This is the first of our week-long blog series on Produce Season Shipping 2015! Part II covers changes for 2015 produce season shipping, while Part III deals with capacity and truckload pricing during produce season. And don’t forget to download some free Freight Papers, such as our LTL & Truckload Equipment Guide. Cotton is king: Or, at least it is when looking at the commercially grown crops of Texas. Texas harvested 3.2 million acres of cotton in 2013, compared to 18,500 acres of one of our most well-known crops: the grapefruit. That’s quite a divide. But why are we talking about king cotton, produce, and Texas’ harvested acres on a freight blog? Well, because produce season 2015 is right around the corner, and we want to give you some insight into what this means for the truck markets in Texas. But first, what kind of produce is grown in Texas? The overwhelming majority of Texas commercial crops are cotton, corn, sorghum, and wheat grains, but an interesting new trend is the rise in nursery crops being grown. Bedding plants, foliage plants, sod, and the woody landscape plants you see in retail nurseries are primarily being grown in Texas. Of course, there are also the favorites like the state vegetable: the onion, the state pepper: the jalapeño, the state fruit: the grapefruit, and the state nut: the pecan. And where is it all coming from? While Texas has farms in every county and every corner of the state, the majority of the commercial farms are in South Texas. In fact, McMullen County in South Texas has the greatest percentage of farmers in the US. with a population of 707, 374 farmers. In addition to what is actually grown in Texas, a staggering amount of produce flows through the border with Mexico. In 2012, there were 160,000 loads of produce that crossed the Texas/Mexico border, the majority of which was bound for the midwest and northeast. That number is expected to double with the opening of the Mexican Supervia, a superhighway that will connect Sinaloa, Mexico to Pharr, Texas. Sinaloa is in southwestern Mexico and produces 70-80% of the country’s fruits and vegetables. And why does this matter to Texas truckload freight? It’s all about supply and demand when it comes to truck markets, rates, and capacity. When harvest season comes around, available drivers and trucks flock to the border. This means there are less trucks on the road for other loads, and rates go up. The demand on the limited supply of trucks increases, causing rates to increase. Happy harvesting for today, and check back for more information during Produce Week 2015 here at FreightPros!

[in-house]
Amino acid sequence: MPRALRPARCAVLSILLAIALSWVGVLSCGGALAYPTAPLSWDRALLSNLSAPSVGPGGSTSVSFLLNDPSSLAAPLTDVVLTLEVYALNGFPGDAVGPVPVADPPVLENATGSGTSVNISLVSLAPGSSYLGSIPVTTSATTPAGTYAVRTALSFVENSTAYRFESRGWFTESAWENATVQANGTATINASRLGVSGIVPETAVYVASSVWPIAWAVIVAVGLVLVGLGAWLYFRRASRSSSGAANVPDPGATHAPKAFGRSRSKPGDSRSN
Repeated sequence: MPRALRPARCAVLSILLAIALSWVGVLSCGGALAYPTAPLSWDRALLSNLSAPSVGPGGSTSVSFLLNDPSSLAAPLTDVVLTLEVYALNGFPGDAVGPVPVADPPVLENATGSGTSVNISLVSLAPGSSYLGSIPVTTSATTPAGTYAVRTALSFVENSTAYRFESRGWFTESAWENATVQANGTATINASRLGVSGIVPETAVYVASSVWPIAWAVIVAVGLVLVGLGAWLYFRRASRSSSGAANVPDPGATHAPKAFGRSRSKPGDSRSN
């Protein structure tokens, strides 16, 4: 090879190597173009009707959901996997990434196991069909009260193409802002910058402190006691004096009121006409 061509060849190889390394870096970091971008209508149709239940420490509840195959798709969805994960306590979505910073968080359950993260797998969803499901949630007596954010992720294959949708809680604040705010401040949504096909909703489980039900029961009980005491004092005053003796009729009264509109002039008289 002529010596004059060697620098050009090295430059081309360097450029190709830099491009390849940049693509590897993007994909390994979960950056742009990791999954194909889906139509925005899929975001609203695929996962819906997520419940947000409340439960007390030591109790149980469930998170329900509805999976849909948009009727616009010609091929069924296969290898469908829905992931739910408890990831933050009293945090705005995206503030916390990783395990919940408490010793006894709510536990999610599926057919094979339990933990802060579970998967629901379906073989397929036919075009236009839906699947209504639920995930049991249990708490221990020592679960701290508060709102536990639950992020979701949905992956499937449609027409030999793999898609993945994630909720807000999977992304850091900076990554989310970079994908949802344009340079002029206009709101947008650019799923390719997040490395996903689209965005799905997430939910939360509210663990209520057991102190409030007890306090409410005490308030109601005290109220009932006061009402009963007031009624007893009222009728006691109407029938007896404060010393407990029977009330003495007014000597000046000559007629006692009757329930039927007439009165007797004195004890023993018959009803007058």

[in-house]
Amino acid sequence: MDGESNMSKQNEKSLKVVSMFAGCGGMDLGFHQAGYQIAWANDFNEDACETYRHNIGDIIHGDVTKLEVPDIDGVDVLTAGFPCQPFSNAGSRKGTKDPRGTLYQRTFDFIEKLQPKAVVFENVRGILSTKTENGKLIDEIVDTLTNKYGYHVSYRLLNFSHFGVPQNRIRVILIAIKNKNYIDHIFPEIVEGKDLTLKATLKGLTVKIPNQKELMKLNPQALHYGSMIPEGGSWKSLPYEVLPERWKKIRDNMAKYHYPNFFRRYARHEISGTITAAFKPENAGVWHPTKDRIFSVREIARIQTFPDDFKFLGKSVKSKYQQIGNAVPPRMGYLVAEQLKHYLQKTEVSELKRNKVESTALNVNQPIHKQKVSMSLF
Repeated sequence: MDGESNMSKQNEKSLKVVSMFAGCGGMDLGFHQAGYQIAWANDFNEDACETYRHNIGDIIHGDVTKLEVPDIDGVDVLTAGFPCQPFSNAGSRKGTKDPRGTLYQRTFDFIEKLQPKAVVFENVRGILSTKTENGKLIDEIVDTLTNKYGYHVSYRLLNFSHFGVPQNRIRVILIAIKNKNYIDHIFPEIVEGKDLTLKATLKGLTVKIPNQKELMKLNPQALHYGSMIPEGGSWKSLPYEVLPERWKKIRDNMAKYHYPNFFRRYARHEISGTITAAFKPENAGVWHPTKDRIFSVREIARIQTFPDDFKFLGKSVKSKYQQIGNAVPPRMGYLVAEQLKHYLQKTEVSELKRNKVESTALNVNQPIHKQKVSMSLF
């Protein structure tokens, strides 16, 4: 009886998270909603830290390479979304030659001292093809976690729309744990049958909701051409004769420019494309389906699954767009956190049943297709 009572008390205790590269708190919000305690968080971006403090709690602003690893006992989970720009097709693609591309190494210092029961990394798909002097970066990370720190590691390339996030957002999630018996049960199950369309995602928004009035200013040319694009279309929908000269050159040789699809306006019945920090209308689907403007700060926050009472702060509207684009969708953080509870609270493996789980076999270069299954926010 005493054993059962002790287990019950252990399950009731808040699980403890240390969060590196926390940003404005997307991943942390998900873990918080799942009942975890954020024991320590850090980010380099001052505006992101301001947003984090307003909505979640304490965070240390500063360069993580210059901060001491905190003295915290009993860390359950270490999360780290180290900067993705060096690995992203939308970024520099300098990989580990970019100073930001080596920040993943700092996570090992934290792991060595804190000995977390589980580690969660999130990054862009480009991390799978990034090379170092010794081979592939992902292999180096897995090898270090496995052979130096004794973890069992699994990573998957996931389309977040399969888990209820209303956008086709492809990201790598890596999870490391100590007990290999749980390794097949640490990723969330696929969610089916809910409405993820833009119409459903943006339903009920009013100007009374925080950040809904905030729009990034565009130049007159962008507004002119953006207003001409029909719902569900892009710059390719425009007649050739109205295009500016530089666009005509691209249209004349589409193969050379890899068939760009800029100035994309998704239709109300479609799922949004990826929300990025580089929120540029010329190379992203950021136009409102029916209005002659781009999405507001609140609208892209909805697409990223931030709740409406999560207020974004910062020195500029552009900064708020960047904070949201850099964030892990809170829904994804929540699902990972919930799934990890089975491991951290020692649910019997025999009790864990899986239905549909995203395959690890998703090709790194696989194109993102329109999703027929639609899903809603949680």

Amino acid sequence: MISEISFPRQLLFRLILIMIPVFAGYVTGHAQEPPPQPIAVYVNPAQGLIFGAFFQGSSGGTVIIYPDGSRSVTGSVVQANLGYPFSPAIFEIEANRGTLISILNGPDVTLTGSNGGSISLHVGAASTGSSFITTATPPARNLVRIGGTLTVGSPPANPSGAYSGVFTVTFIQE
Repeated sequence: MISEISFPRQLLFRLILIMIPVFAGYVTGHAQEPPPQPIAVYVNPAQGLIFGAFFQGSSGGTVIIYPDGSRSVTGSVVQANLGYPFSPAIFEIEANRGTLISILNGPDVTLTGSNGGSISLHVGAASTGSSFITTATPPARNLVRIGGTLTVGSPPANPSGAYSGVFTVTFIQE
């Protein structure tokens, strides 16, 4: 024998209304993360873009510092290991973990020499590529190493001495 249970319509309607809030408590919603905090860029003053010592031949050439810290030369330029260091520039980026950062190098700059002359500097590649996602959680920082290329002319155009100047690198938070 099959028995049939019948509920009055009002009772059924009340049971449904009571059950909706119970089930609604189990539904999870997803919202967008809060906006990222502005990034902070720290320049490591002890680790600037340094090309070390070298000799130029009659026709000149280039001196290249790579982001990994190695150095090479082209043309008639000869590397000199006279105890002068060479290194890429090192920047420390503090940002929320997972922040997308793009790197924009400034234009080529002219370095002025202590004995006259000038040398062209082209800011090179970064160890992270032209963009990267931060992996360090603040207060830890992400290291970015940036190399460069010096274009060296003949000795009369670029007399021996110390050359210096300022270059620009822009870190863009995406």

Andy is a Truckload Solutions Specialist here at FreightPros. He enjoys long walks on the beach...er, more like Jeep rides in the desert. When he's not annoying everyone around him by blasting Trucker Country, he and his wife enjoy taking their dog, Lilly, to all the dog parks in Austin and catching a live show when they can.
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